BUSINESS
December 12, 1991 | From Times Staff and Wire Reports
Bank of America to Announce Housing Program: The San Francisco bank is expected to disclose today a multimillion-dollar commitment for low-income rental housing in California and six other states in the West. The investments will be made through two equity funds operated by the Local Initiatives Support Corp., which raises money to invest in low-income housing. The other states are Arizona, Idaho, Nevada, New Mexico, Oregon and Washington.
NEWS
October 4, 1991 | CARL INGRAM, TIMES STAFF WRITER
Gov. Pete Wilson, refusing to whittle away at the state budget compromise he fashioned with the Legislature, Thursday vetoed legislation aimed at restoring $135 million worth of income tax breaks taken from renters. In a message accompanying his veto of the bill by Assemblyman Mike Gotch (D-San Diego), Wilson insisted the unpopular tax increases and spending cuts enacted last summer to balance the budget were intended to "spread the pain" across all economic and social levels of California.
NEWS
May 16, 1991 | VIRGINIA ELLIS, TIMES STAFF WRITER
Income tax refunds due hundreds of thousands of Californians who claimed a renter's credit are being delayed this month because the state has not set aside enough money to pay them. In a development that suggests a dramatic rise in the number of Californians renting instead of buying homes, state finance officials said an unprecedented number applied for the renter's credits this year, depleting funds earmarked for that purpose.
NEWS
December 18, 1990 | DOUGLAS P. SHUIT, TIMES STAFF WRITER
A proposal by lame-duck Gov. George Deukmejian to reduce the renters tax credit was strongly denounced Monday as a special tax increase on the poor during a rare hearing in Los Angeles by the state Senate Budget and Fiscal Review Committee. Majority-party Democrats opposed to the governor's plan moved the hearing from Sacramento because of the high renter population here. Renters constitute about 65% of the households in Los Angeles, or 817,000 families, according to city housing officials.
NEWS
December 3, 1990 | PHILIP HAGER, TIMES STAFF WRITER
Even though she was on welfare, Muriel Jordan thought she could afford the $275 to $360 monthly rent on apartments she saw advertised in the Northern California city of Woodland in September, 1985. She learned that prospective tenants must have monthly incomes equal to three times the monthly rent. With an Aid to Families with Dependent Children benefit of only $698, she could not apply.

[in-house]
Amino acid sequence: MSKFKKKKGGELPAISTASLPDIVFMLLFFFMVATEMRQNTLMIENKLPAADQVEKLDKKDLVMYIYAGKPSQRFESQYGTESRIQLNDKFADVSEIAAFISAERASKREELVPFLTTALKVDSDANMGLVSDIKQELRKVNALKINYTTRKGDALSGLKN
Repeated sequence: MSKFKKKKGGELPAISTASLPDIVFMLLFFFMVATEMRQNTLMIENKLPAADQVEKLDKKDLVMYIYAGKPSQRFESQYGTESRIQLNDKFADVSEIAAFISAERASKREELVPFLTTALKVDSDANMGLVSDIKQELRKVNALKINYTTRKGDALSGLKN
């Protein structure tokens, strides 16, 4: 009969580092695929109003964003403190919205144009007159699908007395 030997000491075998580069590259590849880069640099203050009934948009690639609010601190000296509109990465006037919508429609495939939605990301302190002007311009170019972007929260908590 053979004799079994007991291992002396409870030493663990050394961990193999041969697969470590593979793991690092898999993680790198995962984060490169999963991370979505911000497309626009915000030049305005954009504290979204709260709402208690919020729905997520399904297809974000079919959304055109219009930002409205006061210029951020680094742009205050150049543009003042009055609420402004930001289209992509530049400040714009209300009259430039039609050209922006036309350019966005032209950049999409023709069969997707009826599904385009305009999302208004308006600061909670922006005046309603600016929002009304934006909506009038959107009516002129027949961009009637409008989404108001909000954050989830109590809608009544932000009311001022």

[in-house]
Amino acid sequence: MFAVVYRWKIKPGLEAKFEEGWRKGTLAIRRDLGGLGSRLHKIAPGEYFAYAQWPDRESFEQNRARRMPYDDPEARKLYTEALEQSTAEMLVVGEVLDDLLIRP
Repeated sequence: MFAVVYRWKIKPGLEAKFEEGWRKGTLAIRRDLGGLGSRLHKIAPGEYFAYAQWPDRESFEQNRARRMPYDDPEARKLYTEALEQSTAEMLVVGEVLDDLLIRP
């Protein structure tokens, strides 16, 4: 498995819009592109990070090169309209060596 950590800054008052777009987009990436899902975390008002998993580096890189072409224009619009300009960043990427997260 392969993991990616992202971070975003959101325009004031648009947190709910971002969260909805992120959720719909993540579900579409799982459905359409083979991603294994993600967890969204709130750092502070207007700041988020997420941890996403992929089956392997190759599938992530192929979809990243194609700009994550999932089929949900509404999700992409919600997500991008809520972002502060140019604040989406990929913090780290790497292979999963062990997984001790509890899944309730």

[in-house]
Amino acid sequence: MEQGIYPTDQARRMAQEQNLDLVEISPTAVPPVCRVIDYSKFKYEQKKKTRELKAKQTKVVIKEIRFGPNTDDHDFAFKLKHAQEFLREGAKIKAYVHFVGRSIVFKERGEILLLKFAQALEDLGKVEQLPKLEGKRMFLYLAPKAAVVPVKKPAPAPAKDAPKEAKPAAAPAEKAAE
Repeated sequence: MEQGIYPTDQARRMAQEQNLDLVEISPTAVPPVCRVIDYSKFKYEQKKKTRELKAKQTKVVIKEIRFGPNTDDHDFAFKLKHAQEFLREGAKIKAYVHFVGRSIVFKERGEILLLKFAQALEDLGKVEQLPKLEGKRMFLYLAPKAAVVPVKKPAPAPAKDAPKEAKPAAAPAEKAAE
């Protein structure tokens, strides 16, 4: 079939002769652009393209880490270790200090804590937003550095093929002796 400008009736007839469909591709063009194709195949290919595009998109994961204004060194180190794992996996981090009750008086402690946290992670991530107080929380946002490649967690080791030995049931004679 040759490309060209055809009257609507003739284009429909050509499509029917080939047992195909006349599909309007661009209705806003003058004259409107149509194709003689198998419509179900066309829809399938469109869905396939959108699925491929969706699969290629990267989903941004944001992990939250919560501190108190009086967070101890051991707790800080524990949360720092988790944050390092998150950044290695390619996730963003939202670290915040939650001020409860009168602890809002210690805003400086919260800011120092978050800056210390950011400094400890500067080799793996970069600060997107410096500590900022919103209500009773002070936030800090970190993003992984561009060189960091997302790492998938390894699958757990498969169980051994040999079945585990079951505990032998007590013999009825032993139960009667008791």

NEWS
November 28, 1990 | From Times Staff and Wire Reports
The state is offering $28 million in low-interest loans for the rehabilitation and development of rural hotels and rental properties in California. The Department of Housing and Community Development said the funds were approved by the voters in 1988 and 1990 as Propositions 77, 84 and 107. The 20-year and 30-year loans are being offered to commercial and nonprofit developers, owners of rental properties and local government agencies at a simple interest rate of 3%.
REAL ESTATE
September 8, 1985
The third annual Donald G. Hagman Commemorative Program Sept. 26-27 at UCLA will deal with the subject, "Rental Housing in California: Are Market Forces and Public Policies on a Collision Course?" The $135, two-day program at the UCLA Faculty Center is sponsored by UCLA Extension's Public Policy Program and the Lincoln Institute of Land Policy. Co-sponsors are the university's School of Law and School of Architecture and Urban Planning and the UC Irvine Program in Social Ecology.
OPINION
June 7, 2003
Re "The 'Granny Unit' Option for a Rental-Squeezed L.A.," Opinion, June 1: Gregg Goldin fails to mention AB 1866, effective July 1, which is the recent attempt by the Legislature to correct the lack of rental housing in California. This bill mandates that all municipalities and counties ease restrictions on second units in residential areas (R-1) regardless of present zoning laws and without any public hearing. These units take only over-the-counter approval and can be rented to anyone, not just family members.